This page will describe the definition of social anxiety disorder, and all the different manifestations of it. People often don't recognize when they have it. The best way to define social anxiety disorder is to look at the diagnostic criteria
Social anxiety is different for each person, and may manifest in different ways. Below is the diagnostic criteria.
1.The person has fear or anxiety in specific social settings in which they feel judged, noticed or observed. In adults, this can include dating, meeting someone, or speaking in class or at work in a meeting.
2.The person fears that they will display that anxiety and be judged or rejected.
3.The interaction provokes distress and interactions are avoided or endured painfully.
4.The anxiety is disproportionate to the situation and causes distress and impairment.
5.The anxiety isn’t due to drug use, a medication side effect, or a medical disorder or another mental health disorder.
6.If another medical condition is present, the anxiety is not due to that condition or is disproportionate.
7.The anxiety must be present for six months or longer.
In the past it was required that the person with anxiety recognize that it is out of proportion to the triggering event, but with the most recent diagnostic change, only the clinician needs to see this.
Social Anxiety Disorder Definition: Interactional and Performance
Many different experiences you may have never thought of can be categorized as types of social anxiety.
There are two main types of social anxiety that can help with the social anxiety disorder definition. Interactional and performance anxiety.
Interactional Social Anxiety
Interactional social anxiety is anxiety about situations that may require you to talk, listen, and react. Interactional experiences are those that are considered the most socially demanding. For example, starting a conversation at a party is a form of interaction which can have anxiety associated with it.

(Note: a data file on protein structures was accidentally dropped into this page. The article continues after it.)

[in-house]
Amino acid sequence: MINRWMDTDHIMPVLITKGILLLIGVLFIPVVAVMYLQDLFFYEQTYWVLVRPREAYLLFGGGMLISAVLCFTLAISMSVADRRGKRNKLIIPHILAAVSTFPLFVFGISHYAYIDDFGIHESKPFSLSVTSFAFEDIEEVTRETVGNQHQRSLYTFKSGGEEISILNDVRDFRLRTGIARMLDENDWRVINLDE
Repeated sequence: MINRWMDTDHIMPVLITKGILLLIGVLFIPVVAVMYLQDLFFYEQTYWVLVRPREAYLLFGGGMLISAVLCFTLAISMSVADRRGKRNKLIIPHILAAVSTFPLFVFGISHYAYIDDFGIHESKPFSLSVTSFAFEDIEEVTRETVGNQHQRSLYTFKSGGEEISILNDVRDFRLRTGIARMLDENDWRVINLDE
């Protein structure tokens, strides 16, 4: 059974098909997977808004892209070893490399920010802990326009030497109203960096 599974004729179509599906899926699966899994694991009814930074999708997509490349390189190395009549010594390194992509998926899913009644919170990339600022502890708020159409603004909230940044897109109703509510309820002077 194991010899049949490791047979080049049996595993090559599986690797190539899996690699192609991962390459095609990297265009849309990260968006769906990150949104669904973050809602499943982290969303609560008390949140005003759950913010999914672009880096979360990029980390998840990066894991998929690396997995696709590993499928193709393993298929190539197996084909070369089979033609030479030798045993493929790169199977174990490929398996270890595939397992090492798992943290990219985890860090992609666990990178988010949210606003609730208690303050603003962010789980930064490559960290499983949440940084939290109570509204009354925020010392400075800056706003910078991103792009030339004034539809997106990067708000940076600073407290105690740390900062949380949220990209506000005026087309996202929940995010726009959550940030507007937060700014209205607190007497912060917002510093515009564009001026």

Dating Anxiety. If you are single dating anxiety can be pretty impairing! Dating anxiety is fear and discomfort with possible romantic partners. What fuels most anxiety, this one being no exception, is avoidance. Unfortunately this creates a life of loneliness for people with dating anxiety. Some studies show that the internet has provided some relief for these people.
Fear of Interacting with People in Authority. This is a fear of interacting with bosses, supervisors, teachers, police officers etc. How would this affect your ability to respond when taking directions from your boss ? Often people with this form of anxiety will tell me their boss or supervisor has challenged their behavior as defiant or asked them about their demeanor when in fact they are just anxious. I have heard similar stories from children who have this experience with teachers.
Fear of Ordering Food. Yes, this is real! These people will often go to great lengths to avoid ordering food from restaurants or fast food places. Imagine if you were with a group of people and you went to lunch. How would you order, what would you do to avoid having to order? This can lead to isolation due to the avoidance of all of the possible social situations where food ordering would be necessary.
Fear of Asking Questions or Seeking Help.We are all familiar with the jokes about men who won’t ask for directions, but this can develop further into a real problem. If you are in the workplace and don’t understand your assignment, directions, or something that was communicated, this fear can cause you to avoid seeking the information you need! Coaching and exposure (dealing with the feared experience) are often the treatments of choice for these issues.
Watch a brief video about this here
Performance anxiety can be about anything that requires you to perform something in front of others in a rehearsed way. It may not even require a response from you at all. It is usually something learned or studied and then demonstrated. Interestingly, most people are more anxious about the second of the types of social anxiety, performance anxiety.
Types of Performance Anxiety
Public Speaking. Fear of Public speaking is actually ranked as number one of the types of social anxiety! This fear can prevent people from successfully advancing in school and work. Fear of public speaking is often a specific non generalized form of social anxiety disorder, meaning it does not necessarily co occur with other social phobias.